Missouri Compromise

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Related to Missouri Compromise: Dred Scott Decision, Compromise of 1850

Missouri Compromise,

1820–21, measures passed by the U.S. Congress to end the first of a series of crises concerning the extension of slavery.

By 1818, Missouri Territory had gained sufficient population to warrant its admission into the Union as a state. Its settlers came largely from the South, and it was expected that Missouri would be a slave state. To a statehood bill brought before the House of Representatives, James Tallmadge of New York proposed an amendment that would forbid importation of slaves and would bring about the ultimate emancipation of all slaves born in Missouri. This amendment passed the House (Feb., 1819), but not the Senate. The bitterness of the debates sharply emphasized the sectional division of the United States.

In Jan., 1820, a bill to admit Maine as a state passed the House. The admission of Alabama as a slave state in 1819 had brought the slave states and free states to equal representation in the Senate, and it was seen that by pairing Maine (certain to be a free state) and Missouri, this equality would be maintained. The two bills were joined as one in the Senate, with the clause forbidding slavery in Missouri replaced by a measure prohibiting slavery in the remainder of the Louisiana Purchase north of 36°30'N lat. (the southern boundary of Missouri). The House rejected this compromise bill, but after a conference committee of members of both houses was appointed, the bills were treated separately, and in Mar., 1820, Maine was made a state and Missouri was authorized to adopt a constitution having no restrictions on slavery.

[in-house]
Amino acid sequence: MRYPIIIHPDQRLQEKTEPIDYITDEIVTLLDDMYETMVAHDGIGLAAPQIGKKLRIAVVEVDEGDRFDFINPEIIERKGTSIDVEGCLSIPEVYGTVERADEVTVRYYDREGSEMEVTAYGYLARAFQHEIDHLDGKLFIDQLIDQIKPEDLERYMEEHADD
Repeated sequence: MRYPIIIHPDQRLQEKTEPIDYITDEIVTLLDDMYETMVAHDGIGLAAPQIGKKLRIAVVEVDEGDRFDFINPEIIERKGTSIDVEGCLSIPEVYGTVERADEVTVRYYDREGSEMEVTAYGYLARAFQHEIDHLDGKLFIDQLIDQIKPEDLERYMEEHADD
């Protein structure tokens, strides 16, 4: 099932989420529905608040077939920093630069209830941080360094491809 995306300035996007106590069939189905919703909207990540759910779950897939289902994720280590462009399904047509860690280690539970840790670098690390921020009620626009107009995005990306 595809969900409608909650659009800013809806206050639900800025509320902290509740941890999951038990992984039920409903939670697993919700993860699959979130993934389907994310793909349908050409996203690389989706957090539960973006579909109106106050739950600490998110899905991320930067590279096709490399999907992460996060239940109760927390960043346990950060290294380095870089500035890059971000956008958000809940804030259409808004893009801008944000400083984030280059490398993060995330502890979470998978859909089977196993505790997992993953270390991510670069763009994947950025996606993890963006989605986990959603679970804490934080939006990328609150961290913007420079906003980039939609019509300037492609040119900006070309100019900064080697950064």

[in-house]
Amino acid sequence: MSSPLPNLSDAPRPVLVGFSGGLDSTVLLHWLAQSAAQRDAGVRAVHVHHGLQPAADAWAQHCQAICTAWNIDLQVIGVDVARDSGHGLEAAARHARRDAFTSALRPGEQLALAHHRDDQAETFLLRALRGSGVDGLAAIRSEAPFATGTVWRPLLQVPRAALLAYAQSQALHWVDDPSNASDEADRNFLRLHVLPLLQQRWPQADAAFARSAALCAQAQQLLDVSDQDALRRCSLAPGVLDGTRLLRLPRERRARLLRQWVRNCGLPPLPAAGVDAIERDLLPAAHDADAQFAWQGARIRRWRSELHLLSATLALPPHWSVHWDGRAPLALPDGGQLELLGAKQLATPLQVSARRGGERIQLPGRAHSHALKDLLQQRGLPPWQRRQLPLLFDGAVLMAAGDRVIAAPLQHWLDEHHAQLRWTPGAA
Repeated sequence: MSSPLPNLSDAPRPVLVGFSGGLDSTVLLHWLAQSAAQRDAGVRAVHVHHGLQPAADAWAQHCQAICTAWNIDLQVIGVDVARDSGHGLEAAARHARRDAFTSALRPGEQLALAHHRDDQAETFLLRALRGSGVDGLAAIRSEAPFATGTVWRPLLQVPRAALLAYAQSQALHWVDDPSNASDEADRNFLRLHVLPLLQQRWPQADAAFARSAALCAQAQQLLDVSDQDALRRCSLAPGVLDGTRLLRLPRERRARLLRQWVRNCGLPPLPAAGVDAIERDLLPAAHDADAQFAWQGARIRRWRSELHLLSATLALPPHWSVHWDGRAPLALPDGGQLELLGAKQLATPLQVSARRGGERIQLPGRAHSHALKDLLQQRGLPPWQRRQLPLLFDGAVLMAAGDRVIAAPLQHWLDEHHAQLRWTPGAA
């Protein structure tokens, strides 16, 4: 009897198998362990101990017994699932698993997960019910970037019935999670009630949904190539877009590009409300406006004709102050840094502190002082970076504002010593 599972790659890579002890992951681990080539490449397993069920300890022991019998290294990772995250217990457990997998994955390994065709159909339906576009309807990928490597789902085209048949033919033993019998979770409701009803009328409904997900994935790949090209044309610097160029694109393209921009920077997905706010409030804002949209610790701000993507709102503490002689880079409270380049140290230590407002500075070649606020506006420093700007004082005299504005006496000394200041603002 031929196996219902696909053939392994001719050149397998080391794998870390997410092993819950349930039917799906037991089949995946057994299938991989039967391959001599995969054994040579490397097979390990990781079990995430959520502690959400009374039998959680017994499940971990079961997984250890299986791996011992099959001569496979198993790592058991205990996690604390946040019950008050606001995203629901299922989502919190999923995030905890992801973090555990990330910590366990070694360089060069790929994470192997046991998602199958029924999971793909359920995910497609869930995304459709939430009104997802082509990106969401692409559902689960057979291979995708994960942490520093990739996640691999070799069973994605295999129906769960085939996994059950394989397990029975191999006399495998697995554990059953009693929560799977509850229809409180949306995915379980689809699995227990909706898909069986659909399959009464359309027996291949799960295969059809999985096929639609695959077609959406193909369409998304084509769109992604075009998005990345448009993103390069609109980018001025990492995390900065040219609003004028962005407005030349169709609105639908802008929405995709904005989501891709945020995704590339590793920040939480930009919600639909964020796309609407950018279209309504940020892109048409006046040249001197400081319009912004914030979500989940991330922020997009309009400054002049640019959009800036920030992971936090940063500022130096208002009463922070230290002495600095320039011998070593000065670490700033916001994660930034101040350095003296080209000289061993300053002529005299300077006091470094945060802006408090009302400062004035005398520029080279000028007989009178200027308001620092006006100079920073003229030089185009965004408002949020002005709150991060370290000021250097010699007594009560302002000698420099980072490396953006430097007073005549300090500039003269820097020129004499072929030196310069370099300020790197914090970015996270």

A provision in the Missouri constitution barring the immigration of free blacks to the state was objectionable to many Northern Congressmen, and necessitated another congressional compromise. Not until the Missouri legislature pledged that nothing in its constitution would be interpreted to abridge the rights of citizens of the United States was the charter approved and Missouri admitted to the Union (Aug., 1821). Henry ClayClay, Henry,
1777–1852, American statesman, b. Hanover co., Va. Early Career

His father died when he was four years old, and Clay's formal schooling was limited to three years.
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, as speaker of the House, did much to secure passage of the compromise—so much, in fact, that he is generally regarded as its author, even though Senator Jesse B. Thomas of Illinois was far more responsible for the first bill. The 36°30' proviso held until 1854, when the Kansas-Nebraska ActKansas-Nebraska Act,
bill that became law on May 30, 1854, by which the U.S. Congress established the territories of Kansas and Nebraska. By 1854 the organization of the vast Platte and Kansas river countries W of Iowa and Missouri was overdue.
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 repealed the Missouri Compromise.


See studies by G. Moore (1953, repr. 1967) and R. H. Brown (1964).

Missouri Compromise